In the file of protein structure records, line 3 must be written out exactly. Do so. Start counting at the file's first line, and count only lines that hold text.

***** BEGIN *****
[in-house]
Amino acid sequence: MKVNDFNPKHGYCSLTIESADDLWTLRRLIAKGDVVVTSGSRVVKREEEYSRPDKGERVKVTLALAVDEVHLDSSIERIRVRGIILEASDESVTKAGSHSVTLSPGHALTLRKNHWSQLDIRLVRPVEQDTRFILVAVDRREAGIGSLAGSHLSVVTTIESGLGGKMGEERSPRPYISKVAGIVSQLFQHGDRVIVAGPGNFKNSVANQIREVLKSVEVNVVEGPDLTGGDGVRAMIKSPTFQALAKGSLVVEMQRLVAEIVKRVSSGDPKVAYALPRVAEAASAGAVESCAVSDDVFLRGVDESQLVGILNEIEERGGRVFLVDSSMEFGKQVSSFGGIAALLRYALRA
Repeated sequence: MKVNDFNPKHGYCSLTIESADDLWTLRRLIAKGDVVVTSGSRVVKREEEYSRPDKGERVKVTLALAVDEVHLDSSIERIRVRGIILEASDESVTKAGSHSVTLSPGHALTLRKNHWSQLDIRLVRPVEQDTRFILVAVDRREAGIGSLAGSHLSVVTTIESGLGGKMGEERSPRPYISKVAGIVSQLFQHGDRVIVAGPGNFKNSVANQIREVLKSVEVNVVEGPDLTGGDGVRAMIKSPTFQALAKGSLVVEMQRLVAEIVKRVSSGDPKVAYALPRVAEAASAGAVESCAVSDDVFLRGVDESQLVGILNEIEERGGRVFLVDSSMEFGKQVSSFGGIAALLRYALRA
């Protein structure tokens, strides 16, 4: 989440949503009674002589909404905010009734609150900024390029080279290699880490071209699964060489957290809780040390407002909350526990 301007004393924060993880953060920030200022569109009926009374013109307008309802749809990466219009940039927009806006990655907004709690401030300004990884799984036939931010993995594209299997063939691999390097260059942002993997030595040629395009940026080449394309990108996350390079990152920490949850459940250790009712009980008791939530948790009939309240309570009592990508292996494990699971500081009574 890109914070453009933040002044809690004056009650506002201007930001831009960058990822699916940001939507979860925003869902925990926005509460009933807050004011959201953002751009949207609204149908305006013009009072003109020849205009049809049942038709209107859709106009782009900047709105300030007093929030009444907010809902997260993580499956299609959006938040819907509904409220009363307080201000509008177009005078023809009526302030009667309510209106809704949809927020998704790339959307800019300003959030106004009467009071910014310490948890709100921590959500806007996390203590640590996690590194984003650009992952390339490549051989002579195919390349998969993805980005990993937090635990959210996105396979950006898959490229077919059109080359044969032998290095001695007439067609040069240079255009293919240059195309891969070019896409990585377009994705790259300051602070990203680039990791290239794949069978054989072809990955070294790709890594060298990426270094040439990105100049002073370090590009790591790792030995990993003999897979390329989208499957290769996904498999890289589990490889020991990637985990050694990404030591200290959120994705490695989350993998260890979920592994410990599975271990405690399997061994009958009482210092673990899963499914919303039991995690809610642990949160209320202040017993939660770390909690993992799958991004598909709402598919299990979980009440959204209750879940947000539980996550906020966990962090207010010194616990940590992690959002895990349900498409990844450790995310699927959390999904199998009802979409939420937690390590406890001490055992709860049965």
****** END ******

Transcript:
Repeated sequence: MKVNDFNPKHGYCSLTIESADDLWTLRRLIAKGDVVVTSGSRVVKREEEYSRPDKGERVKVTLALAVDEVHLDSSIERIRVRGIILEASDESVTKAGSHSVTLSPGHALTLRKNHWSQLDIRLVRPVEQDTRFILVAVDRREAGIGSLAGSHLSVVTTIESGLGGKMGEERSPRPYISKVAGIVSQLFQHGDRVIVAGPGNFKNSVANQIREVLKSVEVNVVEGPDLTGGDGVRAMIKSPTFQALAKGSLVVEMQRLVAEIVKRVSSGDPKVAYALPRVAEAASAGAVESCAVSDDVFLRGVDESQLVGILNEIEERGGRVFLVDSSMEFGKQVSSFGGIAALLRYALRA